- Air defense commander General Farzad Esmaili told state television that a domestically manufactured air defense system dubbed Bavar 373, which was "more advanced than the S-300," would be tested very soon. "The S-300 is a system that is deadly for our enemies and which makes our skies more secure," he said.
- The 'plans' for a nuclear submarine, or an aircraft carrier, or a fighter jet, or a heavy guided missile cruiser, are all approximately 20,000 pages in large format 40" drawings. That would weigh about two metric TONS. Even with a team of 100 engineers working 24/7 it would take 3-4 YEARS to fully grasp what you were dealing with.
- So from the time Putin became president of the Russian Federation, he has executed a plan. While Americans were focused on Afghanistan, Iraq, solving the Arab-Israeli conflict, tax cuts, promoting democracy in the Middle East, Obama’s birth certificate, the Tea Party, the debt ceiling, government shutdowns and the Affordable Care Act, Russia rebuilt its military capability and rethought its war-fighting doctrine. At the same time, Putin sought to rebuild Moscow’s global prestige, mostly by taking advantage of American missteps (at home and abroad), to offer an alternative. This has provided the Russians an opportunity to begin building new spheres of influence — which is helped immeasurably by the confusion, polarization and instability that Moscow has sowed in the West through social media, television and cash.

So what does this all mean in the Middle East? It was not that long ago that the United States was the predominant power in the region. In many ways it still is, given Washington’s continued diplomatic, military and commercial influence, especially when it comes to arms sales. Even so, Russia has reestablished itself as a power in the region. At the very least, the reliably pro-American Arab Gulf states understand that they must now take into account Russian interests and objectives. This is something they have not had to do for 25 years.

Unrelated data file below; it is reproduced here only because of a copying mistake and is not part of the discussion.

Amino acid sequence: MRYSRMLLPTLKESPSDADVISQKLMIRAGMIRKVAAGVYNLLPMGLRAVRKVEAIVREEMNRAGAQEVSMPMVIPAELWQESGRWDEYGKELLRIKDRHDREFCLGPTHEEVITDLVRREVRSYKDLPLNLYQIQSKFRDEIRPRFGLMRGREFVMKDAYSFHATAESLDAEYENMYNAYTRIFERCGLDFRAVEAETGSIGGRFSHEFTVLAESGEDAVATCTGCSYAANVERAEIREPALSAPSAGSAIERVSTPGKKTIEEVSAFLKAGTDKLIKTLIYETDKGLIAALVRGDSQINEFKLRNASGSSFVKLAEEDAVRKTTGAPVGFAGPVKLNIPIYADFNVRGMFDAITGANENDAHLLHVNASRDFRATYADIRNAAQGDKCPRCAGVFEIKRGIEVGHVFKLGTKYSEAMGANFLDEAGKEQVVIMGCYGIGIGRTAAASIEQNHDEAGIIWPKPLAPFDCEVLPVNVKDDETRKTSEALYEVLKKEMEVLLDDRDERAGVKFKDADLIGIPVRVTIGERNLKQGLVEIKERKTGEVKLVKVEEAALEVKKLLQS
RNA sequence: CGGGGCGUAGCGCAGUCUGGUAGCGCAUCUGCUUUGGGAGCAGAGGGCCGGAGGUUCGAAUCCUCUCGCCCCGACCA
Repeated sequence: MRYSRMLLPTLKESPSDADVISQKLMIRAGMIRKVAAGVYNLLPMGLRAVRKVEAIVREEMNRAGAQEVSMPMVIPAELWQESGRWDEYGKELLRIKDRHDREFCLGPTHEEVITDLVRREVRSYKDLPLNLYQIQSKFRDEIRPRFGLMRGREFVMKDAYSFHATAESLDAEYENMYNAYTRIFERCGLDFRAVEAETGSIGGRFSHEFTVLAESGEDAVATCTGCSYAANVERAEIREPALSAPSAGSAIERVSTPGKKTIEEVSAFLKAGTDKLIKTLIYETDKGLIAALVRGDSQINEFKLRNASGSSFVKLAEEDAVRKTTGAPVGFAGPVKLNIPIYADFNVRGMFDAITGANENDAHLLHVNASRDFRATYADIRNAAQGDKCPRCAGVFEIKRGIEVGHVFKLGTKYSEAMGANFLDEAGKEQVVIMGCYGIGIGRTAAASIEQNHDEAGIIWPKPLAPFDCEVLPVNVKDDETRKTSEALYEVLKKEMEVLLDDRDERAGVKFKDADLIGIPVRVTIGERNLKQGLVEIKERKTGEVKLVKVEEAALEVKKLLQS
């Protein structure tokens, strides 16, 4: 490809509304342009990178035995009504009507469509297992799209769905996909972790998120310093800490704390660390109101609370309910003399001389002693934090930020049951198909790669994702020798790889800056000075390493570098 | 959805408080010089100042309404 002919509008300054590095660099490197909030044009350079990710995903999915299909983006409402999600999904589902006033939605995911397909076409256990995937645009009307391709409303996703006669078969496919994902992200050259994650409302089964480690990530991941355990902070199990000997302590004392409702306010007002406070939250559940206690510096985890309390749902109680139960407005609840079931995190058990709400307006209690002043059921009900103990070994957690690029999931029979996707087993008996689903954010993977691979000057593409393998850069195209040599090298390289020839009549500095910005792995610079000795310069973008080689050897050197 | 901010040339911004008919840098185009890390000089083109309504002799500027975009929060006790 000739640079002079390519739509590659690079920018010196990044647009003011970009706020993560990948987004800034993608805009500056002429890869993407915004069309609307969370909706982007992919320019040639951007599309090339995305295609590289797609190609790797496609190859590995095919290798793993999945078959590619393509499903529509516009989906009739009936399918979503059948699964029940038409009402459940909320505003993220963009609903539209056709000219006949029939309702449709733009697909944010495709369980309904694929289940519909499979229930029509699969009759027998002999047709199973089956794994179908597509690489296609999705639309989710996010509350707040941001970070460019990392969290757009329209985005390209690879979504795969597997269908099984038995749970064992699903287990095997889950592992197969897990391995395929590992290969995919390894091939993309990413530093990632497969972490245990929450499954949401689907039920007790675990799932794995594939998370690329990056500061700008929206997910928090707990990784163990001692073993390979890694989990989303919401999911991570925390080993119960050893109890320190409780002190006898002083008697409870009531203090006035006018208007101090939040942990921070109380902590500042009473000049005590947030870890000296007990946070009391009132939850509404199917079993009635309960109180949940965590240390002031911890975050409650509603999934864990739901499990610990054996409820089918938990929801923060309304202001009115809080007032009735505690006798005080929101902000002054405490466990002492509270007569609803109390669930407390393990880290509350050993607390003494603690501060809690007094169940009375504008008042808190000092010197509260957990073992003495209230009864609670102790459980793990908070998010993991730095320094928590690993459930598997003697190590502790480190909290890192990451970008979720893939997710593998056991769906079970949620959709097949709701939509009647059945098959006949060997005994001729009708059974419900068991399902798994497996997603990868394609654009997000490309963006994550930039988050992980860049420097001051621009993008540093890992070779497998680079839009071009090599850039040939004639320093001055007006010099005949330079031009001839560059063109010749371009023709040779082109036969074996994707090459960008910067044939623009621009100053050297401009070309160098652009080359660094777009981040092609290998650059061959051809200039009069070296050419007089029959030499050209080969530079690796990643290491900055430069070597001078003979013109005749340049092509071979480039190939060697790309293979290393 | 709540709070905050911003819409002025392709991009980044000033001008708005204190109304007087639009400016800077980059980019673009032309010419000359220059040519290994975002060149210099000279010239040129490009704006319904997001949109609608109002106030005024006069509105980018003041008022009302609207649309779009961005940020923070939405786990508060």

Much of the shift in regional power dynamics stems from the Russian intervention in Syria, which began in late September 2015 — an operation that a fair number of Western analysts (including this one) thought would be short-lived, ineffective and damaging to the Russian military. As odious as it has proven to be, Moscow has achieved a number of important objectives. The Russians have signaled that they will stand by their allies, drawing a distinction between Moscow and Washington, which many in the region believe to be feckless. They have also forced important American allies like Turkey and Israel to turn to Russia as they seek to achieve their objectives in Syria. Putin has also made common cause with the Iranians who, like the Russians, chafe at the regional political order established by the United States. 
- In the beginning, God created a health-care system. But she quickly found it to be a thankless and terribly complex endeavor, so she decided to create the heavens and the Earth. The Earth was covered in darkness, so she said, “Let there be light,” and there was light. “That was easy,” she thought, so she decided to go back to health care.

“Let there be coverage,” she declared. And from the void came the questions: “You mean single-payer coverage? Universal coverage, or separate programs for the poor and the elderly? How high should we set the deductibles? Should we provide tax credits? If so, should they be refundable? What about guaranteed issue? Community rating? You’re gonna want to cover preexisting conditions, right, God?”